(Split) Tenth Circuit Rules against Pojoaque Pueblo in Gaming Dispute with State of New Mexico

Here is the opinion in Pueblo of Pojoaque v. State of New Mexico.

An excerpt:

Plaintiffs-Appellants Pueblo of Pojoaque and its governor, Joseph M. Talachy, (collectively “the Pueblo”) appeal from the district court’s dismissal of its claim for declaratory and injunctive relief based on the State of New Mexico’s alleged unlawful interference with Class III gaming operations on the Pueblo’s lands. Pueblo of Pojoaque v. New Mexico, 214 F. Supp. 3d 1028 (D.N.M. 2016). Exercising jurisdiction under 28 U.S.C. § 1291, we affirm.

From the dissent:

This appeal turns on what constitutes regulation of tribal gaming.
The majority answers narrowly, stating that New Mexico is regulating Indian gaming only when the regulation is directly applied to Indian gaming on tribal land. In my view, this approach is unsupportable and unrealistic. Under the allegations in the Pueblo’s complaint, New Mexico is trying—with considerable success—to disrupt the Pueblo’s gaming operations by targeting the Pueblo’s vendors. This disruption is not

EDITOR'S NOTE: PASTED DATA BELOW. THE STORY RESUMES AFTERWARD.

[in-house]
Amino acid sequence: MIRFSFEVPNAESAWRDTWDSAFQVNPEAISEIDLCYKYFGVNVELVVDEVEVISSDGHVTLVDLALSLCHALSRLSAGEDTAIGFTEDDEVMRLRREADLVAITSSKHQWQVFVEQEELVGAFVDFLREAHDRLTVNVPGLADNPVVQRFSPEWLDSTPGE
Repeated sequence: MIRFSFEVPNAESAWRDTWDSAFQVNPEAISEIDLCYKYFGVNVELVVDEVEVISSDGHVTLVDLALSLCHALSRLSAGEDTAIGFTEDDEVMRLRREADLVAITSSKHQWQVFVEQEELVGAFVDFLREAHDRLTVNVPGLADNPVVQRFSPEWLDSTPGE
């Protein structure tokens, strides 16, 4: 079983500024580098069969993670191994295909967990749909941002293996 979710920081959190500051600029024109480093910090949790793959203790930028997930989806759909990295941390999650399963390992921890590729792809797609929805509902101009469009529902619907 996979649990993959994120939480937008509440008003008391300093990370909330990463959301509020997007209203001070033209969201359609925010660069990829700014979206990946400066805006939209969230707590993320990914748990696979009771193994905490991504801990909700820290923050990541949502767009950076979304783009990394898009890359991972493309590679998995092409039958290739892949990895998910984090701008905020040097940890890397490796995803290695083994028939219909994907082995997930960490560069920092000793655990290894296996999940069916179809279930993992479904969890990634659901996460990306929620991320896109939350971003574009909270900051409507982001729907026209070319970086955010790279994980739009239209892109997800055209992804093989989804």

softened by the state’s strategy of targeting vendors.

Briefs here.

Tenth Circuit Strikes Down Part 291 Secretarial Procedures

Here is the opinion in State of New Mexico v. Dept. of Interior.

Briefs here.

Tenth Circuit Issues Temporary Injunction against New Mexico in Dispute with Pueblo of Pojoaque

Here are the materials in Pueblo of Pojoaque v. State of New Mexico:

Pojoaque Emergency Motion

CA10 Temporary Order

Lower court denial of stay here. Lower court materials here.

No Stay Pending IGRA Appeal in 10th Circuit for Pueblo of Pojoaque

Link: Previous posts

Here are further materials and briefs in the matter of Pueblo of Pojoaque v. State of New Mexico, 16-cv-00625 (D. NM):

Pojoaque/New Mexico Contempt Materials in Gaming Compact Dispute

Here are the materials in Pueblo of Pojoaque v. State of New Mexico (D. N.M.):

53 Pojoaque Motion for Contempt

62 Response

68 Reply

115 DCT Order

An excerpt:

The Court will deny the Motion. First, although the Plaintiffs are not required to demonstrate that they suffered actual damages, such damages would help them to establish that the deferrals constitute threats. Second, the deferrals do not “threaten” the vendors within Judge Brack’s PI’s meaning. The Gaming Board, however, treads perilously close to civil contempt and should take care not to interfere with the Plaintiffs’ vendors.